A new online tracking system from the Centers for Disease Control and Prevention seeks to guide future masking and social distancing policies by classifying COVID infection rates in U.S. counties as low, medium, or high.
In a Friday afternoon news release, the CDC called the COVID-19 Community Levels web page “a new tool to help communities decide what prevention steps to take based on the latest data.”
“Levels can be low, medium, or high and are determined by looking at hospital beds being used, hospital admissions, and the total number of new COVID-19 cases in an area,” the CDC said.
Carlos del Rio, president-elect of the Infectious Diseases Society of America, said Monday that the website could help county health officials “prevent hospitals from being overwhelmed.”
“I think it could be a useful tool for communities to plan,” said the infectious diseases professor at Emory University School of Medicine in Atlanta.
But the doctor, who helped oversee federal vaccine testing, warned that the new CDC map could also be underreporting community spread.
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New COVID cases are averaging 100,000 a day — six times higher than last year — and Dr. del Rio says the failure to report at-home testing results could mean there are actually 800,000 new cases a day.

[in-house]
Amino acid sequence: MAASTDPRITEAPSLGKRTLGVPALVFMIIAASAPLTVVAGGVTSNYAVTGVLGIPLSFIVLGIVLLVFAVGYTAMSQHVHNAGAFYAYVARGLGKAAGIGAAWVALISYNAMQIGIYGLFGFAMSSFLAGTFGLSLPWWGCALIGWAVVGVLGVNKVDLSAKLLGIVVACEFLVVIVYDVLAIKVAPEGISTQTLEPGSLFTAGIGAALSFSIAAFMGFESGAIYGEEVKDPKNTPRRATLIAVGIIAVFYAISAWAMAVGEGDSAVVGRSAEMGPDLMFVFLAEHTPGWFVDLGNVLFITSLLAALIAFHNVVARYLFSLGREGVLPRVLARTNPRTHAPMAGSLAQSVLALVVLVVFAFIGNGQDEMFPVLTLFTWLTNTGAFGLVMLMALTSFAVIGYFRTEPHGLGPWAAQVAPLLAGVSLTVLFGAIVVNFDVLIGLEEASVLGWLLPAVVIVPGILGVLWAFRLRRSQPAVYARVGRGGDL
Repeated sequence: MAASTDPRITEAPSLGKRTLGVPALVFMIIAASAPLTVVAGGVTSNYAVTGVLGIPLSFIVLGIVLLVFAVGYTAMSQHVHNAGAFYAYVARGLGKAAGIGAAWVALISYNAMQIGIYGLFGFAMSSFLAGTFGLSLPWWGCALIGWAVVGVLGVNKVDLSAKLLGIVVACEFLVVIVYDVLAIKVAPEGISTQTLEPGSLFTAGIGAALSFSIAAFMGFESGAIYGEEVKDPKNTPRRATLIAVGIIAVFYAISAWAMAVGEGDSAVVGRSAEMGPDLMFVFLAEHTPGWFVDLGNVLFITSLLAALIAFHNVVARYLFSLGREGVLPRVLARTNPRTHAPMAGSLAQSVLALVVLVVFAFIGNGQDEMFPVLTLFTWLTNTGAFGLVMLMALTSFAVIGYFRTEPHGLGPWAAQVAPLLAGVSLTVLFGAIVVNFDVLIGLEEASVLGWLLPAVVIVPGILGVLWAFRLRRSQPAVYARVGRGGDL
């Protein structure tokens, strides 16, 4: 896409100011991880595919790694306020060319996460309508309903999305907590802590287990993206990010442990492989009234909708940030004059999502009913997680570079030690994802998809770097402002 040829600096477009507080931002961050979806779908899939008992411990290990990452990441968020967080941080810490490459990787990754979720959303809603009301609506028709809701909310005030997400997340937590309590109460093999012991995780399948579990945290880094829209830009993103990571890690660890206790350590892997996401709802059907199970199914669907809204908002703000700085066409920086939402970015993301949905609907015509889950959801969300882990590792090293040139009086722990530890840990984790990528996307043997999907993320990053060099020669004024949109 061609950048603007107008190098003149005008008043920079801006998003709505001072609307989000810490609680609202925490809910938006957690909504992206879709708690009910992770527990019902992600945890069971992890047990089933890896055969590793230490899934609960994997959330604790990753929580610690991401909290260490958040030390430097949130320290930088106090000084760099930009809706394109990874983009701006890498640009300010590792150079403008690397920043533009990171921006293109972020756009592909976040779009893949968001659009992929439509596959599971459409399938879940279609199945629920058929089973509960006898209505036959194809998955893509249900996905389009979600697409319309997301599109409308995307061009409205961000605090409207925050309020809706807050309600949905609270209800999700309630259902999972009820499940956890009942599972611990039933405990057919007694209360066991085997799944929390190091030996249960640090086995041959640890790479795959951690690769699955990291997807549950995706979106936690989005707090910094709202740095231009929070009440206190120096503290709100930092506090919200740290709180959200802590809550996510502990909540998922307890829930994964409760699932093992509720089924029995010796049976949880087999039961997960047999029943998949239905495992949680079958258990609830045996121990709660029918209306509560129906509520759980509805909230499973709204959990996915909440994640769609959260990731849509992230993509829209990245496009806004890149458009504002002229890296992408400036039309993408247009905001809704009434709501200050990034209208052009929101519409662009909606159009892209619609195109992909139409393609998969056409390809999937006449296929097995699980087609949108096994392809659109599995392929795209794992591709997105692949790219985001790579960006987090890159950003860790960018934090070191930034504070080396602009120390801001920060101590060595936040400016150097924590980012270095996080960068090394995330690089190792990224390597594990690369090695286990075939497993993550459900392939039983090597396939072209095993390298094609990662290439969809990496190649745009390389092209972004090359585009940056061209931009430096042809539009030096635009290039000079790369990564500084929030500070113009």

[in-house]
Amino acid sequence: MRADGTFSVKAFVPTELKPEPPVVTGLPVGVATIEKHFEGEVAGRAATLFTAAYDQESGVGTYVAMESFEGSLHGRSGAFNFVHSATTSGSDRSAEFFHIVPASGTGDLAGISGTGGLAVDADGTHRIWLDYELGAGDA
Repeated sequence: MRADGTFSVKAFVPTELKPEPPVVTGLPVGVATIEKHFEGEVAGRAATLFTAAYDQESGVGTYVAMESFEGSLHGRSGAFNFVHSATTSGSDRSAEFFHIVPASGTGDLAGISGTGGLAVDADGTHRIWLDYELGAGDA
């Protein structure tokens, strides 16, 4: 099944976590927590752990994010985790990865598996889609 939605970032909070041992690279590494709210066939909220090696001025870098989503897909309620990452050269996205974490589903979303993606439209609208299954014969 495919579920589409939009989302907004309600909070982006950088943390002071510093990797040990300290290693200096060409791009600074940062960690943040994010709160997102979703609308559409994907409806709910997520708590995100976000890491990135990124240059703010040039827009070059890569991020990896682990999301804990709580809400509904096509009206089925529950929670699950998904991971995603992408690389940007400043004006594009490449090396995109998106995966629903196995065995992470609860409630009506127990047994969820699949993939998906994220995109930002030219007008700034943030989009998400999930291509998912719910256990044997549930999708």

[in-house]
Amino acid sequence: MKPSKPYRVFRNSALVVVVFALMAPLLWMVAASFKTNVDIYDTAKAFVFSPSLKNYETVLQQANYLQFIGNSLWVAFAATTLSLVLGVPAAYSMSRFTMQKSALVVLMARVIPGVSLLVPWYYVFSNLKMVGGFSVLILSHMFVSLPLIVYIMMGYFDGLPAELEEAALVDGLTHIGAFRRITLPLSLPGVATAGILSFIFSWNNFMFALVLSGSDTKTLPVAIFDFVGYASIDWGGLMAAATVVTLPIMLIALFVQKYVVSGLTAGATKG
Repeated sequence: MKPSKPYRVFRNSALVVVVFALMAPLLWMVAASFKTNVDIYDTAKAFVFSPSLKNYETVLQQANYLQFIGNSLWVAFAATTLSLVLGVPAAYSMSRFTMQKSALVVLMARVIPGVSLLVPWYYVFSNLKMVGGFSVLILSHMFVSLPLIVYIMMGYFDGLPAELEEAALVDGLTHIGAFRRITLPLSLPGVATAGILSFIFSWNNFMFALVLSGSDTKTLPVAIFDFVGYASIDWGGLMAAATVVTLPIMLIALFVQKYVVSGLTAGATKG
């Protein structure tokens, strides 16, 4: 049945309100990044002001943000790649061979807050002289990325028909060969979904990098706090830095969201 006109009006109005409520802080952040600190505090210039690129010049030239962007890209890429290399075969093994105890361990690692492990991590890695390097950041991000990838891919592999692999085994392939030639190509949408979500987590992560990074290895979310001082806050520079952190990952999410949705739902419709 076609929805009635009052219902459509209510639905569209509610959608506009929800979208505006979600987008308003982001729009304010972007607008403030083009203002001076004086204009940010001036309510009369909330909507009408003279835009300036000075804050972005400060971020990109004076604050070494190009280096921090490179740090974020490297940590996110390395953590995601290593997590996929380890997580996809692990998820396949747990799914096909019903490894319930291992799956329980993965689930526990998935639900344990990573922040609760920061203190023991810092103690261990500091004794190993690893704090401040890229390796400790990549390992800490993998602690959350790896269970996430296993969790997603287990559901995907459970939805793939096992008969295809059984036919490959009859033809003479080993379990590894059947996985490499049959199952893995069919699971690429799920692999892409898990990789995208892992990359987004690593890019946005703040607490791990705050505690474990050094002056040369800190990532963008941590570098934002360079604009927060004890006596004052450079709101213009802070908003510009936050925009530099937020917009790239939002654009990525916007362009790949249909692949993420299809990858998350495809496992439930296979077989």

Monday’s CDC tracker map showed only 7.48% of U.S. counties with “high infections,” compared to 69.7% of the country with “low” community transmission levels.
“Yet we all know that there is a wave happening at the moment and many are getting infected,” Dr. del Rio said.
The CDC did not respond to a request for comment.
As the COVID-19 virus has become more transmissible and harder to detect, health officials say the chances of hospitalization and death have decreased thanks to higher vaccination rates.
Jenin Younes, an attorney at the New Civil Liberties Alliance law firm who has litigated against vaccine mandates and school quarantines, said the CDC’s new tracker could spark legal challenges if public officials use it to reimpose health restrictions.
“As we’ve seen over the past two years, these disruptions have severe negative effects on children’s education, people’s ability to earn a living, and everyone’s mental health,” Ms. Younes said. “And for the majority of people, COVID now presents a risk akin to that of cold and flu.”
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